Guest Column

WOMEN AT RISK: No IV fluids at Louisiana abortion facility, but business continues as usual

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(Pro-Life Action League) In my previous article, I discussed the poor judgment shown by the medical staff at the Planned Parenthood abortion facility in St. Louis when dealing with a patient with placenta accreta in April 2019. In this article I will discuss certain problems at the Delta (abortion) Clinic in Baton Rouge, Louisiana.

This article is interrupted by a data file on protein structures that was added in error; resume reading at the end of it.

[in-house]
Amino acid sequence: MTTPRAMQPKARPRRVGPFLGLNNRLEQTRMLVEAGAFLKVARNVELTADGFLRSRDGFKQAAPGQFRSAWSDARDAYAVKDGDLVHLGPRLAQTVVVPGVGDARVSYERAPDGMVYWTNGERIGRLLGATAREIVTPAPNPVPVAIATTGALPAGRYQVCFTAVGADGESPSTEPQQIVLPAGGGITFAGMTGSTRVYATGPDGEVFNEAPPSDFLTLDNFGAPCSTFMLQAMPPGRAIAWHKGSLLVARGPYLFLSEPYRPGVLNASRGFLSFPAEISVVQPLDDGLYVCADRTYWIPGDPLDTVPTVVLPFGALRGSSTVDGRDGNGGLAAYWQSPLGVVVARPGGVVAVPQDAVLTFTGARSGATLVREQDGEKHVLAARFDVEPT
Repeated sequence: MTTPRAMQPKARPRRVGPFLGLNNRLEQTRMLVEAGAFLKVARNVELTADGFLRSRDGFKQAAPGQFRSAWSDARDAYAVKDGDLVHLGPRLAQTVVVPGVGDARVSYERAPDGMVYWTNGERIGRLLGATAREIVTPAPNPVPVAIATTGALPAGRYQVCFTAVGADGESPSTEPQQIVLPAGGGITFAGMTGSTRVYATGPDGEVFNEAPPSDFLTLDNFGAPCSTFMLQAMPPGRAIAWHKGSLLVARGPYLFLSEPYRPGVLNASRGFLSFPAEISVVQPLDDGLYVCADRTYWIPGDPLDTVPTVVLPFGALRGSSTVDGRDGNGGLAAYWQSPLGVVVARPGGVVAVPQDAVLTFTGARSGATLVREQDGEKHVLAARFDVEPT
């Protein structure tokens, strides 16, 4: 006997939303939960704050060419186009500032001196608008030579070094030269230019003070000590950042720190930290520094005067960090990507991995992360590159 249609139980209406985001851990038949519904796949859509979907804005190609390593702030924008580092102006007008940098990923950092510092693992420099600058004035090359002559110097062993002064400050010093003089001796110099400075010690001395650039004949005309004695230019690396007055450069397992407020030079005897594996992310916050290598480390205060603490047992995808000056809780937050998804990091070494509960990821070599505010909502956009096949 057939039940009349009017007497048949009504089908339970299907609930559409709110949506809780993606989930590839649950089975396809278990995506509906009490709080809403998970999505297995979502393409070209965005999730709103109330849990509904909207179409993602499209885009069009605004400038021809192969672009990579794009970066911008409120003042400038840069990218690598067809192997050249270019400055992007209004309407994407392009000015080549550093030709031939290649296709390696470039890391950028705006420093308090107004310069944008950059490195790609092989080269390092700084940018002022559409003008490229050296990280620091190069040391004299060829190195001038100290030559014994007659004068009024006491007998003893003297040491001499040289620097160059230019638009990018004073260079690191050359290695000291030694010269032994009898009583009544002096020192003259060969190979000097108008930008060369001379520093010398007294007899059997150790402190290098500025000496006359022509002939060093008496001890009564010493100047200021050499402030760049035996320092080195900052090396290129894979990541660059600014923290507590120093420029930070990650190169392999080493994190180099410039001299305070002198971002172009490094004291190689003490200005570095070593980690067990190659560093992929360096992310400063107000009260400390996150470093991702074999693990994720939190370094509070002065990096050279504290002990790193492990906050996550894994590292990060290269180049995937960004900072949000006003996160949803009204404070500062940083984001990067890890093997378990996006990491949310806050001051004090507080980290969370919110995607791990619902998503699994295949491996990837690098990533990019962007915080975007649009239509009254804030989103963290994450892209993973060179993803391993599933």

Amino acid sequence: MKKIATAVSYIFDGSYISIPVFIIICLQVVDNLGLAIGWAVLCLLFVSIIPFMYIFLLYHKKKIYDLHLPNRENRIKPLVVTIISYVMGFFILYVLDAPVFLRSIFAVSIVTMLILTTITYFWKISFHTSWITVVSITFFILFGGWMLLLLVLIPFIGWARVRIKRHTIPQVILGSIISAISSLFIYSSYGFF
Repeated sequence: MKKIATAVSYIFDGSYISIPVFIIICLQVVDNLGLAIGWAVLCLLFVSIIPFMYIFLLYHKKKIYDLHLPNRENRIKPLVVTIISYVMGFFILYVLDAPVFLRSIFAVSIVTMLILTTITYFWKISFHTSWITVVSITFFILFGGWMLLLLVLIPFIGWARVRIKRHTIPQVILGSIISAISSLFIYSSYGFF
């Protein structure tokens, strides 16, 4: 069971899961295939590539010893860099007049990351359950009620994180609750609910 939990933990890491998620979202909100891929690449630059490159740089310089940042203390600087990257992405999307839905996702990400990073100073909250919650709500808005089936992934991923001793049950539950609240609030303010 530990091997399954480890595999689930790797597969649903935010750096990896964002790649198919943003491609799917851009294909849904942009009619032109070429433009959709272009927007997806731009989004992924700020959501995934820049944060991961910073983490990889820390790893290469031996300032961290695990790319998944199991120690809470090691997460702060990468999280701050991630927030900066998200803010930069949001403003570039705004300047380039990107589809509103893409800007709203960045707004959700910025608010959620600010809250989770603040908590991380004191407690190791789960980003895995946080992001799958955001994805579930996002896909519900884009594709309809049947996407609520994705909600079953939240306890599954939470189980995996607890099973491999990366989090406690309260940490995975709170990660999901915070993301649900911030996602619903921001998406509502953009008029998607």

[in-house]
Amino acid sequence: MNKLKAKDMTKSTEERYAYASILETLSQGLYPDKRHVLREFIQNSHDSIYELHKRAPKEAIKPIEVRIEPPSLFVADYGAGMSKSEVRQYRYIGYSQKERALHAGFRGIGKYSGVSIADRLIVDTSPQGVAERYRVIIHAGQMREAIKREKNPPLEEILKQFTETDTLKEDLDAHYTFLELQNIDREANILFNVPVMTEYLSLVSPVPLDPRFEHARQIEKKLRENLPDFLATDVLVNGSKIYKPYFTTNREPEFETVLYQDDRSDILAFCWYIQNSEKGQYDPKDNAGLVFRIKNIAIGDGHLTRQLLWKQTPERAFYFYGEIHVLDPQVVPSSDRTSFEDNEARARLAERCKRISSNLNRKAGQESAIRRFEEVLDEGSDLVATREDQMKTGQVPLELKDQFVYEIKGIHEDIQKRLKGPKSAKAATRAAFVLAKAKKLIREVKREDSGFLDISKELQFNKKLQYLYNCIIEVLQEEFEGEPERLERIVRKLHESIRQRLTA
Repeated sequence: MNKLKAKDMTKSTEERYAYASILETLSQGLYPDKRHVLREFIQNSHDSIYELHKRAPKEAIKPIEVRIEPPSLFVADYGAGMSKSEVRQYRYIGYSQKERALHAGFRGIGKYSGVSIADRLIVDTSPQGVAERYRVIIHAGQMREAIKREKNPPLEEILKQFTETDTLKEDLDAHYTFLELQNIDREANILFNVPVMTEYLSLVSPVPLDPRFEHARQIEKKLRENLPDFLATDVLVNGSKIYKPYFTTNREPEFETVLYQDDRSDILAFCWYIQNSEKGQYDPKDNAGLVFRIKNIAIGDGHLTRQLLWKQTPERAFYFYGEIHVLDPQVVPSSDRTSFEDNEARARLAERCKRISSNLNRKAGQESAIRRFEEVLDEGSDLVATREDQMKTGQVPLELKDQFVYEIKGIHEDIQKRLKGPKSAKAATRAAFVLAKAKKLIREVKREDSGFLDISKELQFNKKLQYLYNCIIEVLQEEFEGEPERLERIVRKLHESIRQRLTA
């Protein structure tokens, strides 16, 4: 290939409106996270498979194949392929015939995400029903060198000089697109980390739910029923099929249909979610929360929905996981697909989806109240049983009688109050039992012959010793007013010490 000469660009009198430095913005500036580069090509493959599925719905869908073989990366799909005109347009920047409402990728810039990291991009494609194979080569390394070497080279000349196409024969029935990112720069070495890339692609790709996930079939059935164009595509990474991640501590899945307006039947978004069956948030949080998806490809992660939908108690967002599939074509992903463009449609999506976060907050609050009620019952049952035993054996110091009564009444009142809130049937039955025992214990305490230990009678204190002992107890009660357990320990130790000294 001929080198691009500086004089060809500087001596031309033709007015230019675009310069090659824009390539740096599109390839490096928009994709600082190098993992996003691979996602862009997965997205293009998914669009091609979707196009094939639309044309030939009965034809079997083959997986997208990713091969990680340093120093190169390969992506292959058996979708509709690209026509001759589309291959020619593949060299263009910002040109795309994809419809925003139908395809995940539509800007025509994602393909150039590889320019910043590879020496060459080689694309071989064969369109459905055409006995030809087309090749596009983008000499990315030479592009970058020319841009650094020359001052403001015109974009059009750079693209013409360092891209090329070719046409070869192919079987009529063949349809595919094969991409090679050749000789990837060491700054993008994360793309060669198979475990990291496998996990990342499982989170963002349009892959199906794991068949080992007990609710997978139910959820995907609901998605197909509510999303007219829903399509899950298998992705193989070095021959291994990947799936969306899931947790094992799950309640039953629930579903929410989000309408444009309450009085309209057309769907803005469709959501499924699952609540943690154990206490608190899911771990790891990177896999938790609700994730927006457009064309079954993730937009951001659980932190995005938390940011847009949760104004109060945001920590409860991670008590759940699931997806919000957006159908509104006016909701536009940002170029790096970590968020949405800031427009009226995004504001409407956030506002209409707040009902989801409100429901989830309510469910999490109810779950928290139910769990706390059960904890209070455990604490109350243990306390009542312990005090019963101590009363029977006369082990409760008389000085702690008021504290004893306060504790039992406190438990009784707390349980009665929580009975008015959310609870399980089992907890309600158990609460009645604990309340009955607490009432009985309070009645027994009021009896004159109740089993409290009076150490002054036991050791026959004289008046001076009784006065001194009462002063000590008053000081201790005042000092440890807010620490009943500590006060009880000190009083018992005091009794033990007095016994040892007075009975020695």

A medical emergency occurred at Delta Clinic on March 15, 2019. On that day a woman referred to by State officials as “Patient #1” received an abortion there in her 15th week of pregnancy. Records indicate this was at least her seventh pregnancy. She was known to have previously had 5 cesarean sections and then a miscarriage that resulted in heavy bleeding. These are indicators that should prompt a physician to suspect that she might be at risk for placenta accreta, as multiple c-sections can make women susceptible to the condition.  Previous heavy bleeding can also indicate a uterine scar from the c-sections that holds a propensity for accreta.  An ultrasound can give information about the placenta and whether it is lying over the uterine scar, but there is no indication in the record of whether or not an ultrasound was done.